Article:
BeeManIa BeeMania 2018

BeeMania – December 2018 – Colin Rees

Not so much to report this month, as bee hives cannot be opened during the cold weather. This is to prevent loss of heat from the brood nest which could cause the death of developing bees, as well as of the adults if the weather is particularly cold (as it has been on occasion). All I’ve been able to do, therefore, is to check that the hive roofs are in place and have not been blown away by the wind (my top bar hive seems particularly prone to this, despite weighing a ton and being held down by a breeze block!) and also ensure that the bees have enough food to go into the winter.

I do this by “hefting” the hive, ie lifting one side of the hive slightly off the ground, then going round to the other side of the hive and doing the same again. If the hive feels as if it’s “nailed to the ground”, that generally indicates there are sufficient stores in the hive – for now! It is a process that needs to be repeated throughout the winter months.

The wasps have finally gone for another year, but not without killing my small colony before they went. I have had my retribution, however, in that I have found so many queen wasps coming out from our curtains on sunny days which will no longer be able to make nests next year – I squished them! Unfortunately for me, there will be plenty of other queens who have gone elsewhere to hibernate, so there won’t be a shortage of wasps next year – sad to say!

Last week I received a telephone call from a builder, who is renovating an occupied property (an old rectory), to tell me he had found a honey bee colony nesting behind the barge boards in the roof of the property. He sent me a photo so I could confirm that the insects were in fact honey bees (unlikely to be wasps or bumblebees at this time of year) – and they were!

On Sunday, therefore, with only that day and the Monday forecast as being fine weather (rain was forecast for the two weeks following, which would have made the task almost impossible), I went over to have a look so I could tell him if it was feasible to remove them (he had made it quite clear that he didn’t want to kill them). Fortunately, the side of the house was scaffolded up to the roof (four floors – great!

There’s nothing like a challenge! – but how much living accommodation do rectors need?!). Anyway, up I go and, sure enough, extending just beyond the barge board that had been removed, there was the comb and there were some bees – honey bees. Some food combs at the bottom of the nest appeared to have been broken away, leaving just the attachments to the roof boards that supported the slate roof, but apart from that there were 12 combs of varying size, mainly of dark comb, which suggested the bees had been there a long time – I mean years, not weeks! This would be some removal!

I returned home and phoned the builder explaining that I needed to remove another barge board, was that OK? Then I would have a fairly good chance of removing the comb intact, with any brood, food and bees attached. He agreed to that, so I had lunch and sat and thought about my approach.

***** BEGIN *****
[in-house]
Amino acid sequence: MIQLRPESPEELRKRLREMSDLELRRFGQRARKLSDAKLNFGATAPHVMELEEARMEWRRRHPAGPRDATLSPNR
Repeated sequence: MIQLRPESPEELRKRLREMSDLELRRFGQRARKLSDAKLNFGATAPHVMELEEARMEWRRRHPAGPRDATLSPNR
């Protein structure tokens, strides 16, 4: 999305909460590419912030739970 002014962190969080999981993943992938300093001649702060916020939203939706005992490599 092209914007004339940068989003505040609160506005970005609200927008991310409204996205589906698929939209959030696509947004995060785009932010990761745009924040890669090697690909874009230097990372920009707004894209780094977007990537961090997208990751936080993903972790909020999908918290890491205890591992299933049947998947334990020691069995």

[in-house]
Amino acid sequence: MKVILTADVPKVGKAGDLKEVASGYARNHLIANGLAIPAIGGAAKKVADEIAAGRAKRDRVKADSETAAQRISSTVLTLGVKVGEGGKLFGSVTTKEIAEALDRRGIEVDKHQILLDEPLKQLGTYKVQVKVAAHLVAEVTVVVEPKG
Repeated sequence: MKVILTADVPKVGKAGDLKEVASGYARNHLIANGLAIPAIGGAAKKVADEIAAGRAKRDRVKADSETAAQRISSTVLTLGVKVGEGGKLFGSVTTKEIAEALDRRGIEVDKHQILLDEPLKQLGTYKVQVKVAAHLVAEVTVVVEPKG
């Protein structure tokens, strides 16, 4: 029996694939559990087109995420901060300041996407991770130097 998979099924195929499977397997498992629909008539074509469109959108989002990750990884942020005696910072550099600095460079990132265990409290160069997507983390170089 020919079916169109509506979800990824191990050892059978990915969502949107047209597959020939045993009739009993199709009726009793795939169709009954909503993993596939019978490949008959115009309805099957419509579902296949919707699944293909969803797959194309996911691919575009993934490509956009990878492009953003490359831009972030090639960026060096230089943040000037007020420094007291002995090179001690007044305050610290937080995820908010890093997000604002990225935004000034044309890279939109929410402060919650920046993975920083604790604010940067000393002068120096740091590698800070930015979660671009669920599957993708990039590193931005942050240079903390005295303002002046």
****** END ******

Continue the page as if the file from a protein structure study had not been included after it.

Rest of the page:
Initially, I had intended to return on the Monday but, having thought further, I decided to return on the Sunday afternoon, both to remove the barge board (which would likely upset the bees, so they would then have 18 hours to calm down before I started cutting out the comb the following day) and to feed them, as it looked as if their stores had been removed. I sprayed them with a 50/50 sugar solution, spraying some into their comb as well, so they would be alright at least until the following day and then removed the next barge board – with surprisingly little response from the bees, the darlings! This gave me better access to cut along the comb attachments and remove the combs intact. The bees were, of course, by now totally exposed to the elements and would need to use a lot of food to generate enough heat to keep them alive overnight but as there was no more I could do, I left them to it.

Monday morning arrives and off I go again – to a welcoming committee (they have good memories, these bees!). Undaunted, I started to cut out the comb, placing empty combs into a sealed bucket, so the bees couldn’t get at them, and tying occupied combs into empty frames which were then placed in a closed nucleus box. The bees kept trying to tell me something but I pressed on regardless until all combs were removed and all the bees (apart from those flying) were in the nucleus box.

I placed the box with its entrance now opened adjacent to where the combs had been in the roof void (this meant climbing up to the fourth storey of the scaffolding with a hive of bees in my hands (don’t tell Lin, mind – though the views were fantastic!). I then went home and left the bees to it, anticipating that the flying bees would find their sisters and queen by their pheromones emanating from the hive.

I returned to the property at the end of the afternoon, just as the light was beginning to fade, climbed up to the fourth storey, closed up the hive and brought it down to the ground. I then cleaned off the remaining comb attachments in the roof void, and brought the bees home.

The following day, after a night in my bee shed (the bees, not me – I had a scotch in front of the log fire!), I placed the hive inside a WBC outer casing in my home apiary, since when the bees appear none the worse for their experience, as they are flying when the weather allows. Whether or not they will survive the winter remains to be seen but they at least now have a chance, which they did not have before. I’ll keep you posted.

Nothing more to report on the bee front, so I’ll wish you all a Merry Christmas and will write again in the New Year (so where did 2018 go?!).

Colin Rees – 01872 501313 – 07939 971104 – colinbeeman@aol.com

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